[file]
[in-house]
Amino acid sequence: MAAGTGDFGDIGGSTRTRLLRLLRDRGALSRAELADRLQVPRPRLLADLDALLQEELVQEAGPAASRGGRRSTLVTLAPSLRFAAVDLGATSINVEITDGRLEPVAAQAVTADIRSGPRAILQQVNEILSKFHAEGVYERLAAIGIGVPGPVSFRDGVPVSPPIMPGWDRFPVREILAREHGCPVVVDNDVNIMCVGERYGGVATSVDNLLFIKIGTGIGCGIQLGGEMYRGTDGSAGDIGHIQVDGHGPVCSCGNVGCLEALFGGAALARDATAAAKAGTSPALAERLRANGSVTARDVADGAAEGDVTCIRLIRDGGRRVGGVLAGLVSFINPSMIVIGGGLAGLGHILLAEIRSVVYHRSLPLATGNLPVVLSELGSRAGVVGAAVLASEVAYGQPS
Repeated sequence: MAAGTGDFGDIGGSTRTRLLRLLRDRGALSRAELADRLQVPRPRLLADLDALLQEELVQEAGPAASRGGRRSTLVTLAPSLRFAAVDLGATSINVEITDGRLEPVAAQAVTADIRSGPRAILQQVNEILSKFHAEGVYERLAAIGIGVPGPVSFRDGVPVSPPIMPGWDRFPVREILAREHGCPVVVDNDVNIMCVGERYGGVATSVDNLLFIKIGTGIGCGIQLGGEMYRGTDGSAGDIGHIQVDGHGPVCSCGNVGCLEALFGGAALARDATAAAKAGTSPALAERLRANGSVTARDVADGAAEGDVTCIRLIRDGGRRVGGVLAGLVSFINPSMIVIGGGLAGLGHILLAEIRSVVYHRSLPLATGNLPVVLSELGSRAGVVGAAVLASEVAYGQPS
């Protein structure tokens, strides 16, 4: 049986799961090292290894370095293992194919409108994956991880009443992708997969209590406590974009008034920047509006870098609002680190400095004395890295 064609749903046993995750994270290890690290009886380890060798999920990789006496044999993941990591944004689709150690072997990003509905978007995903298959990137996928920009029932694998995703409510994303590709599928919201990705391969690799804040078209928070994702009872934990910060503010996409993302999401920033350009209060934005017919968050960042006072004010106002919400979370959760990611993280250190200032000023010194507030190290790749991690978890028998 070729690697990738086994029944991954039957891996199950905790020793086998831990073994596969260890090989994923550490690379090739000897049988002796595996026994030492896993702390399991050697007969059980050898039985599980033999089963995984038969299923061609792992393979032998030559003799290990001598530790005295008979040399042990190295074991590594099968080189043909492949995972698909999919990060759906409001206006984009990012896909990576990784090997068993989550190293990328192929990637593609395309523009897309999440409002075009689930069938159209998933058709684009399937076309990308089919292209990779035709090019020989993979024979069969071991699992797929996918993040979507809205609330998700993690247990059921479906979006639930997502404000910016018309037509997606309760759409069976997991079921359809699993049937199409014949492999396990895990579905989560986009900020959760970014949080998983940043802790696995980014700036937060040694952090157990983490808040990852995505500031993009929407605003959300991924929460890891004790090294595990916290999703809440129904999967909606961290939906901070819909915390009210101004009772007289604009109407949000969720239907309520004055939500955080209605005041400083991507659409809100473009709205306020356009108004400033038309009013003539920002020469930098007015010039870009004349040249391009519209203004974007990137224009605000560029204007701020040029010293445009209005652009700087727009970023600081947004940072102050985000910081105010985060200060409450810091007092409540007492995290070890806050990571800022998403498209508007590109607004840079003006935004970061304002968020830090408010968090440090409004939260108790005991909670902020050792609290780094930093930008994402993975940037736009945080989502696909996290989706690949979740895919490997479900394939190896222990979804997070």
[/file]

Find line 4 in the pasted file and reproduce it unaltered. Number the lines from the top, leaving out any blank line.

């Protein structure tokens, strides 16, 4: 049986799961090292290894370095293992194919409108994956991880009443992708997969209590406590974009008034920047509006870098609002680190400095004395890295 064609749903046993995750994270290890690290009886380890060798999920990789006496044999993941990591944004689709150690072997990003509905978007995903298959990137996928920009029932694998995703409510994303590709599928919201990705391969690799804040078209928070994702009872934990910060503010996409993302999401920033350009209060934005017919968050960042006072004010106002919400979370959760990611993280250190200032000023010194507030190290790749991690978890028998 070729690697990738086994029944991954039957891996199950905790020793086998831990073994596969260890090989994923550490690379090739000897049988002796595996026994030492896993702390399991050697007969059980050898039985599980033999089963995984038969299923061609792992393979032998030559003799290990001598530790005295008979040399042990190295074991590594099968080189043909492949995972698909999919990060759906409001206006984009990012896909990576990784090997068993989550190293990328192929990637593609395309523009897309999440409002075009689930069938159209998933058709684009399937076309990308089919292209990779035709090019020989993979024979069969071991699992797929996918993040979507809205609330998700993690247990059921479906979006639930997502404000910016018309037509997606309760759409069976997991079921359809699993049937199409014949492999396990895990579905989560986009900020959760970014949080998983940043802790696995980014700036937060040694952090157990983490808040990852995505500031993009929407605003959300991924929460890891004790090294595990916290999703809440129904999967909606961290939906901070819909915390009210101004009772007289604009109407949000969720239907309520004055939500955080209605005041400083991507659409809100473009709205306020356009108004400033038309009013003539920002020469930098007015010039870009004349040249391009519209203004974007990137224009605000560029204007701020040029010293445009209005652009700087727009970023600081947004940072102050985000910081105010985060200060409450810091007092409540007492995290070890806050990571800022998403498209508007590109607004840079003006935004970061304002968020830090408010968090440090409004939260108790005991909670902020050792609290780094930093930008994402993975940037736009945080989502696909996290989706690949979740895919490997479900394939190896222990979804997070």